# Analyzing Exponential Functions

Now we’ll take a look at an example where we analyze an exponential function. The method is as follows:

Rule

### AnalyzingExponentialFunctions

1.
Find the zeros.
2.
Find the stationary points.
3.
Find the inflection points.

Example 1

Analyze the function $f\left(x\right)=2{x}^{2}\cdot {e}^{x}$

1.
Find the zeros by setting $f\left(x\right)=0$:
 $2{x}^{2}\cdot {e}^{x}=0$

The zero product property gives that $2{x}^{2}=0$ or ${e}^{x}=0$. However, ${e}^{x}$ is always positive, so $\begin{array}{llll}\hfill 2{x}^{2}& =0\phantom{\rule{2em}{0ex}}& \hfill & \phantom{\rule{2em}{0ex}}\\ \hfill {x}^{2}& =0\phantom{\rule{2em}{0ex}}& \hfill & \phantom{\rule{2em}{0ex}}\\ \hfill x& =0\phantom{\rule{2em}{0ex}}& \hfill & \phantom{\rule{2em}{0ex}}\end{array}$

This gives a zero at the origin $\left(0,0\right)$.

2.
Find the maxima and minima by setting ${f}^{\prime }\left(x\right)=0$.

First, find the derivative of $f\left(x\right)=2{x}^{2}\cdot {e}^{x}$: $\begin{array}{llll}\hfill {f}^{\prime }\left(x\right)& =4x\cdot {e}^{x}+2{x}^{2}\cdot {e}^{x}\phantom{\rule{2em}{0ex}}& \hfill & \phantom{\rule{2em}{0ex}}\\ \hfill & ={e}^{x}\phantom{\rule{-0.17em}{0ex}}\left(4x+2{x}^{2}\right)\phantom{\rule{2em}{0ex}}& \hfill & \phantom{\rule{2em}{0ex}}\\ \hfill & =2x\cdot {e}^{x}\left(2+x\right)\phantom{\rule{2em}{0ex}}& \hfill & \phantom{\rule{2em}{0ex}}\end{array}$

Then, find where ${f}^{\prime }\left(x\right)$ is equal to 0:

 $2x\cdot {e}^{x}\left(2+x\right)=0$

Again, ${e}^{x}$ is always positive, so $\begin{array}{llllllllllll}\hfill 2x& =0\phantom{\rule{2em}{0ex}}& \hfill ⇒& \phantom{\rule{2em}{0ex}}& \hfill x& =0\phantom{\rule{2em}{0ex}}& \hfill & \phantom{\rule{2em}{0ex}}& \hfill & \phantom{\rule{2em}{0ex}}& \hfill & \phantom{\rule{2em}{0ex}}\\ \hfill 2+x& =0\phantom{\rule{2em}{0ex}}& \hfill ⇒& \phantom{\rule{2em}{0ex}}& \hfill x& =-2\phantom{\rule{2em}{0ex}}& \hfill & \phantom{\rule{2em}{0ex}}& \hfill & \phantom{\rule{2em}{0ex}}& \hfill & \phantom{\rule{2em}{0ex}}\end{array}$

You then need the corresponding $y$-values to find the point. You do this by inputting your $x$-values back into the main function $f\left(x\right)$:

$\begin{array}{llll}\hfill y& =f\left(0\right)=2\cdot {0}^{2}\cdot {e}^{0}=0\phantom{\rule{2em}{0ex}}& \hfill & \phantom{\rule{2em}{0ex}}\\ \hfill y& =f\left(-2\right)\phantom{\rule{2em}{0ex}}& \hfill & \phantom{\rule{2em}{0ex}}\\ \hfill & =2{\left(-2\right)}^{2}\cdot {e}^{-2}=8{e}^{-2}\phantom{\rule{2em}{0ex}}& \hfill & \phantom{\rule{2em}{0ex}}\\ \hfill & =\frac{8}{{e}^{2}}\phantom{\rule{2em}{0ex}}& \hfill & \phantom{\rule{2em}{0ex}}\end{array}$

$\begin{array}{llll}\hfill y& =f\left(0\right)=2\cdot {0}^{2}\cdot {e}^{0}=0\phantom{\rule{2em}{0ex}}& \hfill & \phantom{\rule{2em}{0ex}}\\ \hfill y& =f\left(-2\right)=2{\left(-2\right)}^{2}\cdot {e}^{-2}=8{e}^{-2}=\frac{8}{{e}^{2}}\phantom{\rule{2em}{0ex}}& \hfill & \phantom{\rule{2em}{0ex}}\end{array}$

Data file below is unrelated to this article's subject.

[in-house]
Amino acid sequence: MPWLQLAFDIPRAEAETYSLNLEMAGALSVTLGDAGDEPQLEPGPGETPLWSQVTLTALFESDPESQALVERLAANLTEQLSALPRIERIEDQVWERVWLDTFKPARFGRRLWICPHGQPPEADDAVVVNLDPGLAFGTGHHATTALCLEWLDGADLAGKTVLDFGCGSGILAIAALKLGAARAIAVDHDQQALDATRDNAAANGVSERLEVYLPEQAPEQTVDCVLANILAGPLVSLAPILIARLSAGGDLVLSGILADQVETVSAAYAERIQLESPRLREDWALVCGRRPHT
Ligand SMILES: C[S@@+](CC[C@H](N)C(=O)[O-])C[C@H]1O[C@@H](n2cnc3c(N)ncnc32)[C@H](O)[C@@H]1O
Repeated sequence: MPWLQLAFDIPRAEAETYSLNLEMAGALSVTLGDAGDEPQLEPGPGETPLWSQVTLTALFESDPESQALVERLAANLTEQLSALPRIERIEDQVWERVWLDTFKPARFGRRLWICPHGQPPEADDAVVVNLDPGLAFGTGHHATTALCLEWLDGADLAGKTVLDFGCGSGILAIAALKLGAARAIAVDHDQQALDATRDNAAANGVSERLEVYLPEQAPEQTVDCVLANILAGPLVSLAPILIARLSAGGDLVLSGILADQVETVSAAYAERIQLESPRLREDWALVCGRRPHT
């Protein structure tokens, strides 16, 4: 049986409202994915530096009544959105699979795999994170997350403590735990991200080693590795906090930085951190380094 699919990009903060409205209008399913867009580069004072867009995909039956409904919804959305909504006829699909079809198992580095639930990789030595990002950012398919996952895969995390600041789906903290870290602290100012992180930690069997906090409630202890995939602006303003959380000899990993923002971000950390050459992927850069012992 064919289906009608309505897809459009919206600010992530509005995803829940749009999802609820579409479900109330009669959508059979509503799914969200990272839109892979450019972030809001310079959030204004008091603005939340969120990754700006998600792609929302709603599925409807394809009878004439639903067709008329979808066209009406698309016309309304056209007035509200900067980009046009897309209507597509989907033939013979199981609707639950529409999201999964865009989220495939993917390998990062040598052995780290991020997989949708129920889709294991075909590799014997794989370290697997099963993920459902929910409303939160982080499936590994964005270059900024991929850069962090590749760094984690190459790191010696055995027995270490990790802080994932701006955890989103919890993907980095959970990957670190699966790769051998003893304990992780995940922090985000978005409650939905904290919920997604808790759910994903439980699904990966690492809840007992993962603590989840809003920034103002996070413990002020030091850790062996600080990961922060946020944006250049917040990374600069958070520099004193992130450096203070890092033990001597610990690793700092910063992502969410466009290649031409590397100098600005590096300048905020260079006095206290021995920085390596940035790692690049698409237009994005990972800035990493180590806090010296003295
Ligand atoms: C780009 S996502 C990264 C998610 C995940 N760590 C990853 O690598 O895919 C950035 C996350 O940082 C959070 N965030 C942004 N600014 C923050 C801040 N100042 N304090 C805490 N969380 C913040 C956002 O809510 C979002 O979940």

You now need to determine which point is a maximum and which is a minimum. You do that by drawing a sign chart.

From this, you see that the maximum is $\phantom{\rule{-0.17em}{0ex}}\left(-2,\frac{8}{{e}^{2}}\right)$ and the minimum is $\left(0,0\right)$.
3.
Find the inflection points by setting ${f}^{″}\left(x\right)=0$.

First, you find the second derivative by differentiating ${f}^{\prime }\left(x\right)={e}^{x}\left(4x+2{x}^{2}\right)$:

$\begin{array}{llll}\hfill {f}^{″}\left(x\right)& ={e}^{x}\phantom{\rule{-0.17em}{0ex}}\left(4x+2{x}^{2}\right)+{e}^{x}\left(4+4x\right)\phantom{\rule{2em}{0ex}}& \hfill & \phantom{\rule{2em}{0ex}}\\ \hfill & ={e}^{x}\phantom{\rule{-0.17em}{0ex}}\left(4x+2{x}^{2}+4+4x\right)\phantom{\rule{2em}{0ex}}& \hfill & \phantom{\rule{2em}{0ex}}\\ \hfill & ={e}^{x}\phantom{\rule{-0.17em}{0ex}}\left(2{x}^{2}+8x+4\right)\phantom{\rule{2em}{0ex}}& \hfill & \phantom{\rule{2em}{0ex}}\end{array}$

$\begin{array}{llll}\hfill {f}^{″}\left(x\right)& ={e}^{x}\phantom{\rule{-0.17em}{0ex}}\left(4x+2{x}^{2}\right)+{e}^{x}\left(4+4x\right)\phantom{\rule{2em}{0ex}}& \hfill & \phantom{\rule{2em}{0ex}}\\ \hfill & ={e}^{x}\phantom{\rule{-0.17em}{0ex}}\left(4x+2{x}^{2}+4+4x\right)\phantom{\rule{2em}{0ex}}& \hfill & \phantom{\rule{2em}{0ex}}\\ \hfill & ={e}^{x}\phantom{\rule{-0.17em}{0ex}}\left(2{x}^{2}+8x+4\right)\phantom{\rule{2em}{0ex}}& \hfill & \phantom{\rule{2em}{0ex}}\end{array}$

Then, let ${f}^{″}\left(x\right)=0$ and solve the equation:
 ${e}^{x}\phantom{\rule{-0.17em}{0ex}}\left(2{x}^{2}+8x+4\right)=0$

As ${e}^{x}$ is always positive, you get

 $2{x}^{2}+8x+4=0$

You solve this using the quadratic formula and get the solutions $x\approx -0.6$ and $x\approx -3.4$. You find the corresponding $y$-values by putting your new $x$-values back into the main function $f\left(x\right)$. You then get: $\begin{array}{llll}\hfill y& =f\left(-3.4\right)\phantom{\rule{2em}{0ex}}& \hfill & \phantom{\rule{2em}{0ex}}\\ \hfill & =2\cdot {\left(-3.4\right)}^{2}\cdot {e}^{-3.4}\phantom{\rule{2em}{0ex}}& \hfill & \phantom{\rule{2em}{0ex}}\\ \hfill & \approx 0.772\phantom{\rule{2em}{0ex}}& \hfill & \phantom{\rule{2em}{0ex}}\\ \hfill y& =f\left(-0.6\right)\phantom{\rule{2em}{0ex}}& \hfill & \phantom{\rule{2em}{0ex}}\\ \hfill & =2{\left(-0.6\right)}^{2}\cdot {e}^{-0.6}\phantom{\rule{2em}{0ex}}& \hfill & \phantom{\rule{2em}{0ex}}\\ \hfill & =8{e}^{-0.6}\phantom{\rule{2em}{0ex}}& \hfill & \phantom{\rule{2em}{0ex}}\\ \hfill & \approx 0.395\phantom{\rule{2em}{0ex}}& \hfill & \phantom{\rule{2em}{0ex}}\end{array}$

which means that you have inflection points at $\left(-3.4,\phantom{\rule{0.17em}{0ex}}0.772\right)$ and $\left(-0.6,\phantom{\rule{0.17em}{0ex}}0.395\right)$.

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